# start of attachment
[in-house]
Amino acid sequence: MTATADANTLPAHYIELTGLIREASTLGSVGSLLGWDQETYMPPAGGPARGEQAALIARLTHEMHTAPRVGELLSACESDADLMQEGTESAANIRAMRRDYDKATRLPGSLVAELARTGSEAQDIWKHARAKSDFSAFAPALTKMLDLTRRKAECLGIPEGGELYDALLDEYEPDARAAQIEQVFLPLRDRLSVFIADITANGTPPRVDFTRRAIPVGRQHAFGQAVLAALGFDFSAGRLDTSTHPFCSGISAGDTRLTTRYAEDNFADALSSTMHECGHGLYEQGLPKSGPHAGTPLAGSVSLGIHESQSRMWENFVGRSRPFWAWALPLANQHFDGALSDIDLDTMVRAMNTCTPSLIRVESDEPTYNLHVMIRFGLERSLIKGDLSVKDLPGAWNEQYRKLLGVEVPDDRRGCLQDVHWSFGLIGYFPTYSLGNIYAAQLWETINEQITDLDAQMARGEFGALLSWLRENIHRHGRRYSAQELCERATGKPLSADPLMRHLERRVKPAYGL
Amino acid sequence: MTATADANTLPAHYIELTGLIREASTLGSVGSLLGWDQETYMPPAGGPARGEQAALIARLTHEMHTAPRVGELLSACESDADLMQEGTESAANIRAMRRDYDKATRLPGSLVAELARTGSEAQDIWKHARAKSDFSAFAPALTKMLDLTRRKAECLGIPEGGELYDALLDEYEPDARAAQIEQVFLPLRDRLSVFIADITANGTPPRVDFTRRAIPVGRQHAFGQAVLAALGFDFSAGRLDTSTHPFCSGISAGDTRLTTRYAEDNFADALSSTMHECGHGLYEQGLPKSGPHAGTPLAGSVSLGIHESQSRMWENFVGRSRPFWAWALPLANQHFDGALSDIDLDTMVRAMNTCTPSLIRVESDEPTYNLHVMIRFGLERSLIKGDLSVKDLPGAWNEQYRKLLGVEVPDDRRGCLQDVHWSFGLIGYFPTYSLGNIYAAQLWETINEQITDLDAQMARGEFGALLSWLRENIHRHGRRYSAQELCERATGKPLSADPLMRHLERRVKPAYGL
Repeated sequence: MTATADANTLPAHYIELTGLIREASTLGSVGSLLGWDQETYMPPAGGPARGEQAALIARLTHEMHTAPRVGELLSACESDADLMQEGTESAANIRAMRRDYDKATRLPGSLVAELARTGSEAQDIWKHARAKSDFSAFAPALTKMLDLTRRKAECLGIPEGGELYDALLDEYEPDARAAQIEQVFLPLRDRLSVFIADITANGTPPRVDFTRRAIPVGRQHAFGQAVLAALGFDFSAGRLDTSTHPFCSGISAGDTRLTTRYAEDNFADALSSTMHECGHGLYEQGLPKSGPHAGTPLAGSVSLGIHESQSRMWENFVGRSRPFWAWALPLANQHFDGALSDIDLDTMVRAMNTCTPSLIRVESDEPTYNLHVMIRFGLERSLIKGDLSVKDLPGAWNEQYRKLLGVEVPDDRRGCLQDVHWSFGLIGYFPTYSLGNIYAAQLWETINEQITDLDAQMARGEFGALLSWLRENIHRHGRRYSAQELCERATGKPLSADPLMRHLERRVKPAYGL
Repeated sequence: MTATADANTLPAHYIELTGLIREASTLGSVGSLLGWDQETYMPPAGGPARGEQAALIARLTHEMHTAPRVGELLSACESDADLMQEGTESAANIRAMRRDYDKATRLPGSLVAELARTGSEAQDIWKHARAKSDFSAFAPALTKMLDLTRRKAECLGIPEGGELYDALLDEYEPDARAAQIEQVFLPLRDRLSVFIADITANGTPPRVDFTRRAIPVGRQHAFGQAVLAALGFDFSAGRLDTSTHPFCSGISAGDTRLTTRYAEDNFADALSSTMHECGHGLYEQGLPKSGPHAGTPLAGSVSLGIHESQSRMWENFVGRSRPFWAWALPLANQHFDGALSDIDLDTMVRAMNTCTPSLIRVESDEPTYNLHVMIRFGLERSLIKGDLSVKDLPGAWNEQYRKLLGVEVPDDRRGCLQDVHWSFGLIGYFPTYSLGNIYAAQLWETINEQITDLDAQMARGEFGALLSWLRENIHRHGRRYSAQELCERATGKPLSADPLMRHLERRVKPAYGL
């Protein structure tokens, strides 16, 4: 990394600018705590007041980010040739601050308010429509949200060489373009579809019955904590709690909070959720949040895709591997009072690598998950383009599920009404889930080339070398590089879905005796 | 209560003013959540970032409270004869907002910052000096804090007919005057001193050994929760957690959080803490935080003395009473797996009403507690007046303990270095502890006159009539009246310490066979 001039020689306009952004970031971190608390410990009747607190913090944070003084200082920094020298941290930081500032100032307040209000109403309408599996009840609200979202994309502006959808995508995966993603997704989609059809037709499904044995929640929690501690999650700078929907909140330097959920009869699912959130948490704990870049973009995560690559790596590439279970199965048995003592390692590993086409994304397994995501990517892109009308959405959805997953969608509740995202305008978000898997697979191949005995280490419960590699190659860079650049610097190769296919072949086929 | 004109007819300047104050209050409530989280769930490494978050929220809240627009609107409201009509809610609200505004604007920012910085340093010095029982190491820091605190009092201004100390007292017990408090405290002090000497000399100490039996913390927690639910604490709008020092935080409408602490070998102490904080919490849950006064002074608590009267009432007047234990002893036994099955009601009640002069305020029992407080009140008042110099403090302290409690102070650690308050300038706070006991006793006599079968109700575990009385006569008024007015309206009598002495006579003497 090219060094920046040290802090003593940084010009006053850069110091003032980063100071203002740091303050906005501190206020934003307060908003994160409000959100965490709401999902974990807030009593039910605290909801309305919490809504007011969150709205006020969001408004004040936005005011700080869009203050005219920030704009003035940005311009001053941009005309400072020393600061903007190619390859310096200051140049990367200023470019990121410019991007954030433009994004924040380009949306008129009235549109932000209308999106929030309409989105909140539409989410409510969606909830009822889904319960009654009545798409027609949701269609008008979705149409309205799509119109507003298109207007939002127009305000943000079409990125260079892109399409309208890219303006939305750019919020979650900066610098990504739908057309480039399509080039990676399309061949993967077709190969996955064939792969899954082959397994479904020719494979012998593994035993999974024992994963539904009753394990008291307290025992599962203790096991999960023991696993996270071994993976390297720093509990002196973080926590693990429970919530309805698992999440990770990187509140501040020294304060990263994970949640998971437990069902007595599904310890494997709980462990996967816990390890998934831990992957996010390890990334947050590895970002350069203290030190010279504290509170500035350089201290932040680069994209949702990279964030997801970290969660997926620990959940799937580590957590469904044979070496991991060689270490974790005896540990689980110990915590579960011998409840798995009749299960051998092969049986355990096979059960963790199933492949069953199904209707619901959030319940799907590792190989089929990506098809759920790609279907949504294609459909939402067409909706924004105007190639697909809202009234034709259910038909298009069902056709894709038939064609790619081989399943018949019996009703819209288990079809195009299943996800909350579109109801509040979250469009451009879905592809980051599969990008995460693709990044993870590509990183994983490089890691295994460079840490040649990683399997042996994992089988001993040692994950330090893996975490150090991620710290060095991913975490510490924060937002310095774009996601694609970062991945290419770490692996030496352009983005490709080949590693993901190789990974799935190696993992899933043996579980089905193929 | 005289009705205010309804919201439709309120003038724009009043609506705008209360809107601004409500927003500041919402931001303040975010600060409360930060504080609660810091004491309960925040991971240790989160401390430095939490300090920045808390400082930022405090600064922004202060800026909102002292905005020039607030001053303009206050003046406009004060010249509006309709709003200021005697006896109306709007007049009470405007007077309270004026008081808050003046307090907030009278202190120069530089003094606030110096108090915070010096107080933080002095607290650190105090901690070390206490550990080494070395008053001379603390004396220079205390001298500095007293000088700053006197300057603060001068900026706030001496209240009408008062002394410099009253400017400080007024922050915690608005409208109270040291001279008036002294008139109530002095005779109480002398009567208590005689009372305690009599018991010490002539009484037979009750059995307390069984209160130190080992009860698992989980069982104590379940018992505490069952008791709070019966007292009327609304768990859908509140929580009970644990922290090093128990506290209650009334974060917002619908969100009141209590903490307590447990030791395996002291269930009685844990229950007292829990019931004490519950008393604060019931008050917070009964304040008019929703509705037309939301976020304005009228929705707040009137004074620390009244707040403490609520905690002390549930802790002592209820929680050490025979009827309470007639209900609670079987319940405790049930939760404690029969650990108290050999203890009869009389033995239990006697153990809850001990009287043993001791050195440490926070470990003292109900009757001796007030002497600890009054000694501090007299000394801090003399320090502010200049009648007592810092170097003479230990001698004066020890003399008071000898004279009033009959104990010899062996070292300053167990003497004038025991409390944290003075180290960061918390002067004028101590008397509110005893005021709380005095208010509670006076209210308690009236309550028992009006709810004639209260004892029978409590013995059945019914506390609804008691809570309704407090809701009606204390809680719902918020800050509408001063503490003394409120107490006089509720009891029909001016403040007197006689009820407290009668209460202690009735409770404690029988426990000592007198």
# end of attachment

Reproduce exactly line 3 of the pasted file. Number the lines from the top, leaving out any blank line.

Amino acid sequence: MTATADANTLPAHYIELTGLIREASTLGSVGSLLGWDQETYMPPAGGPARGEQAALIARLTHEMHTAPRVGELLSACESDADLMQEGTESAANIRAMRRDYDKATRLPGSLVAELARTGSEAQDIWKHARAKSDFSAFAPALTKMLDLTRRKAECLGIPEGGELYDALLDEYEPDARAAQIEQVFLPLRDRLSVFIADITANGTPPRVDFTRRAIPVGRQHAFGQAVLAALGFDFSAGRLDTSTHPFCSGISAGDTRLTTRYAEDNFADALSSTMHECGHGLYEQGLPKSGPHAGTPLAGSVSLGIHESQSRMWENFVGRSRPFWAWALPLANQHFDGALSDIDLDTMVRAMNTCTPSLIRVESDEPTYNLHVMIRFGLERSLIKGDLSVKDLPGAWNEQYRKLLGVEVPDDRRGCLQDVHWSFGLIGYFPTYSLGNIYAAQLWETINEQITDLDAQMARGEFGALLSWLRENIHRHGRRYSAQELCERATGKPLSADPLMRHLERRVKPAYGL